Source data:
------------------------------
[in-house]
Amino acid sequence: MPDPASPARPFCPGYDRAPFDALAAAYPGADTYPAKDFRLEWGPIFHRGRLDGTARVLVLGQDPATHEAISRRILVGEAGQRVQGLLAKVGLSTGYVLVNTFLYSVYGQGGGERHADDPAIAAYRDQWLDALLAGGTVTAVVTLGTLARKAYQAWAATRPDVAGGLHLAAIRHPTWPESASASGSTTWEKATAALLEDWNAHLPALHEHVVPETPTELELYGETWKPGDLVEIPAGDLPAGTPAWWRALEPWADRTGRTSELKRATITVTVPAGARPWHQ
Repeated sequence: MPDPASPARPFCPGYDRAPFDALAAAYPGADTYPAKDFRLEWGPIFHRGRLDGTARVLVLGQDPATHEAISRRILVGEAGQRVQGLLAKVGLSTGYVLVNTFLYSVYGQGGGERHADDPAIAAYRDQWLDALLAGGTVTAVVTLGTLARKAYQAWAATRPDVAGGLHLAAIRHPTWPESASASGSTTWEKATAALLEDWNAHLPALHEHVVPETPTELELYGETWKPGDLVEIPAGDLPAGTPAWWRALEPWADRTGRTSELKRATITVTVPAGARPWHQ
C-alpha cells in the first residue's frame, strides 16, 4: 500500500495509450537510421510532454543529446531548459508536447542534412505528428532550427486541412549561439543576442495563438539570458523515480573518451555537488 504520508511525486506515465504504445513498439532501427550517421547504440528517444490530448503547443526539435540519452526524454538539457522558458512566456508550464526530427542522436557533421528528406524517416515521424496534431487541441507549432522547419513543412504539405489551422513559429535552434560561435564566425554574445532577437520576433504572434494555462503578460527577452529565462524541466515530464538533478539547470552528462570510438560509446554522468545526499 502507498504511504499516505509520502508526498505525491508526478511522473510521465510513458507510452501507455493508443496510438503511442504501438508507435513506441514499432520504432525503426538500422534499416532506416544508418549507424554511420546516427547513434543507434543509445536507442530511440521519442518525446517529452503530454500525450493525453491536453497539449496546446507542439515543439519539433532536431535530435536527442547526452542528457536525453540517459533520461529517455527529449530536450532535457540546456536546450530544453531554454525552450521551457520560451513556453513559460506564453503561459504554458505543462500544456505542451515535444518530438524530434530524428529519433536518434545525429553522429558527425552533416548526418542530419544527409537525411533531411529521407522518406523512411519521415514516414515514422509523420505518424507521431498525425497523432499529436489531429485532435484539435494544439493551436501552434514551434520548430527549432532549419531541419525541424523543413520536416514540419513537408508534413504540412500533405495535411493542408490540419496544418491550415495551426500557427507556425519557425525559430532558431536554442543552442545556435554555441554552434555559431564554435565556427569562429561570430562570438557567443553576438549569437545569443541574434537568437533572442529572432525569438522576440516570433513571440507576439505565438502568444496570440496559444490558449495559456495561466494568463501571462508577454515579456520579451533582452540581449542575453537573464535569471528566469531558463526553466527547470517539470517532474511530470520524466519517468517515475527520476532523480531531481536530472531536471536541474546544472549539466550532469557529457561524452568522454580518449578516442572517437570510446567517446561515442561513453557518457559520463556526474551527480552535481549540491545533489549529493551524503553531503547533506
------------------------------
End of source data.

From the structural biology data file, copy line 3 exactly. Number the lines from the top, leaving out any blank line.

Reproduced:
Repeated sequence: MPDPASPARPFCPGYDRAPFDALAAAYPGADTYPAKDFRLEWGPIFHRGRLDGTARVLVLGQDPATHEAISRRILVGEAGQRVQGLLAKVGLSTGYVLVNTFLYSVYGQGGGERHADDPAIAAYRDQWLDALLAGGTVTAVVTLGTLARKAYQAWAATRPDVAGGLHLAAIRHPTWPESASASGSTTWEKATAALLEDWNAHLPALHEHVVPETPTELELYGETWKPGDLVEIPAGDLPAGTPAWWRALEPWADRTGRTSELKRATITVTVPAGARPWHQ